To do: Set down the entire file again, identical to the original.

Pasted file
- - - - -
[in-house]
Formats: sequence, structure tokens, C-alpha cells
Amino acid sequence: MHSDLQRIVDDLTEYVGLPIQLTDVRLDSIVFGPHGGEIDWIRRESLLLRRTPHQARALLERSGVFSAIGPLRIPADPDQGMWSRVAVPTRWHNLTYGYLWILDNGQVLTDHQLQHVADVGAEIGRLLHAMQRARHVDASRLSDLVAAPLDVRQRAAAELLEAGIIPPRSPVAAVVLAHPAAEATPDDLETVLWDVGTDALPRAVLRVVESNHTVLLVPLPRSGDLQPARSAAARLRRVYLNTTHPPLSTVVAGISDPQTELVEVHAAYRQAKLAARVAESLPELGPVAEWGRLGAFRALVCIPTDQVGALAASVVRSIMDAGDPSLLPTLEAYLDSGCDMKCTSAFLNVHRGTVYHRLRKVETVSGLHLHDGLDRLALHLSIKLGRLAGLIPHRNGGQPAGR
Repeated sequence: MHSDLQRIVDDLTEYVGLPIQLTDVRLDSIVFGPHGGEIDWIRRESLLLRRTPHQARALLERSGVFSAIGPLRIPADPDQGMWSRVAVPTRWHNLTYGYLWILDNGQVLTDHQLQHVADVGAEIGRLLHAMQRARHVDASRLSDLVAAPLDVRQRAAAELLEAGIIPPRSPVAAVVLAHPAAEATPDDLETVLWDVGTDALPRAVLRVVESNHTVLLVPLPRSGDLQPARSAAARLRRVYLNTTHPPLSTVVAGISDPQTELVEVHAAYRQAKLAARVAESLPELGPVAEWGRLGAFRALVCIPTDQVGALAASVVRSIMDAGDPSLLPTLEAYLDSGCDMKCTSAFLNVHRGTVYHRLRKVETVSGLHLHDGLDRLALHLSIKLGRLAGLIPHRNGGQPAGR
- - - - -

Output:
[in-house]
Formats: sequence, structure tokens, C-alpha cells
Amino acid sequence: MHSDLQRIVDDLTEYVGLPIQLTDVRLDSIVFGPHGGEIDWIRRESLLLRRTPHQARALLERSGVFSAIGPLRIPADPDQGMWSRVAVPTRWHNLTYGYLWILDNGQVLTDHQLQHVADVGAEIGRLLHAMQRARHVDASRLSDLVAAPLDVRQRAAAELLEAGIIPPRSPVAAVVLAHPAAEATPDDLETVLWDVGTDALPRAVLRVVESNHTVLLVPLPRSGDLQPARSAAARLRRVYLNTTHPPLSTVVAGISDPQTELVEVHAAYRQAKLAARVAESLPELGPVAEWGRLGAFRALVCIPTDQVGALAASVVRSIMDAGDPSLLPTLEAYLDSGCDMKCTSAFLNVHRGTVYHRLRKVETVSGLHLHDGLDRLALHLSIKLGRLAGLIPHRNGGQPAGR
Repeated sequence: MHSDLQRIVDDLTEYVGLPIQLTDVRLDSIVFGPHGGEIDWIRRESLLLRRTPHQARALLERSGVFSAIGPLRIPADPDQGMWSRVAVPTRWHNLTYGYLWILDNGQVLTDHQLQHVADVGAEIGRLLHAMQRARHVDASRLSDLVAAPLDVRQRAAAELLEAGIIPPRSPVAAVVLAHPAAEATPDDLETVLWDVGTDALPRAVLRVVESNHTVLLVPLPRSGDLQPARSAAARLRRVYLNTTHPPLSTVVAGISDPQTELVEVHAAYRQAKLAARVAESLPELGPVAEWGRLGAFRALVCIPTDQVGALAASVVRSIMDAGDPSLLPTLEAYLDSGCDMKCTSAFLNVHRGTVYHRLRKVETVSGLHLHDGLDRLALHLSIKLGRLAGLIPHRNGGQPAGR